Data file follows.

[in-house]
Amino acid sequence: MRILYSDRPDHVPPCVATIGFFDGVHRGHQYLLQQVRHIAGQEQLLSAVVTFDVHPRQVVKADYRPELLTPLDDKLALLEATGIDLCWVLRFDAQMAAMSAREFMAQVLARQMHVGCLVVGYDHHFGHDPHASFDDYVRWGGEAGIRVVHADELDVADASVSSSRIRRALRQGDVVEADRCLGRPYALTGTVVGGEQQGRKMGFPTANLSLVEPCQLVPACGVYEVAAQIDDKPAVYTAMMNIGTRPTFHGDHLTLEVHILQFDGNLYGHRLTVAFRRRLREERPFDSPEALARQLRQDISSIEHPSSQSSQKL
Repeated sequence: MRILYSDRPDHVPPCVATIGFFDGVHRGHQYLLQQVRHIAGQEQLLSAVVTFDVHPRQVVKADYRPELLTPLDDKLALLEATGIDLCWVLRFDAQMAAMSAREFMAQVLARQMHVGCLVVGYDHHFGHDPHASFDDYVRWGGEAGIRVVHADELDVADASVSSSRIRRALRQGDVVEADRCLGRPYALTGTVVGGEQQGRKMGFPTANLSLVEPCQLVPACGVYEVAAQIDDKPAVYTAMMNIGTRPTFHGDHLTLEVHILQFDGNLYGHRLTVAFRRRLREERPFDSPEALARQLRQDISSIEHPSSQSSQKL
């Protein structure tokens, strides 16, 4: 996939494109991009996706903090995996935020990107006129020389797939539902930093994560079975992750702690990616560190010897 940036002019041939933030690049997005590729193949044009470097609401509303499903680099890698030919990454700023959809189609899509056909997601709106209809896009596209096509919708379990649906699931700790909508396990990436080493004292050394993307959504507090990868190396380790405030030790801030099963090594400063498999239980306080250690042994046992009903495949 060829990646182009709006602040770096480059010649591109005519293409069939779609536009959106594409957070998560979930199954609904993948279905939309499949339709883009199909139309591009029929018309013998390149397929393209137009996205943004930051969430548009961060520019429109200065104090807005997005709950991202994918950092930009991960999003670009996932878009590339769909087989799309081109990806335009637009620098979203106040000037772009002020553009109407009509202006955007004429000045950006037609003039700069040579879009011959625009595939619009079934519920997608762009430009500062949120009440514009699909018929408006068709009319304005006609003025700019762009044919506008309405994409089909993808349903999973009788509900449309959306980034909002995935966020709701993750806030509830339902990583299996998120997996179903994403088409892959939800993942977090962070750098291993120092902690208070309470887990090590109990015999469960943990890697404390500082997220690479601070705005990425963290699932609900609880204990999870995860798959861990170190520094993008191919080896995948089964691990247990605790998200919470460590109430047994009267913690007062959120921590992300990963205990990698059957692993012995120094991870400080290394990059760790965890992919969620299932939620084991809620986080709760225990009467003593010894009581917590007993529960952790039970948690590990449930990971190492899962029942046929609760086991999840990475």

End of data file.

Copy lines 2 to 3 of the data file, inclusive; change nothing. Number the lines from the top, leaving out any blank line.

Amino acid sequence: MRILYSDRPDHVPPCVATIGFFDGVHRGHQYLLQQVRHIAGQEQLLSAVVTFDVHPRQVVKADYRPELLTPLDDKLALLEATGIDLCWVLRFDAQMAAMSAREFMAQVLARQMHVGCLVVGYDHHFGHDPHASFDDYVRWGGEAGIRVVHADELDVADASVSSSRIRRALRQGDVVEADRCLGRPYALTGTVVGGEQQGRKMGFPTANLSLVEPCQLVPACGVYEVAAQIDDKPAVYTAMMNIGTRPTFHGDHLTLEVHILQFDGNLYGHRLTVAFRRRLREERPFDSPEALARQLRQDISSIEHPSSQSSQKL
Repeated sequence: MRILYSDRPDHVPPCVATIGFFDGVHRGHQYLLQQVRHIAGQEQLLSAVVTFDVHPRQVVKADYRPELLTPLDDKLALLEATGIDLCWVLRFDAQMAAMSAREFMAQVLARQMHVGCLVVGYDHHFGHDPHASFDDYVRWGGEAGIRVVHADELDVADASVSSSRIRRALRQGDVVEADRCLGRPYALTGTVVGGEQQGRKMGFPTANLSLVEPCQLVPACGVYEVAAQIDDKPAVYTAMMNIGTRPTFHGDHLTLEVHILQFDGNLYGHRLTVAFRRRLREERPFDSPEALARQLRQDISSIEHPSSQSSQKL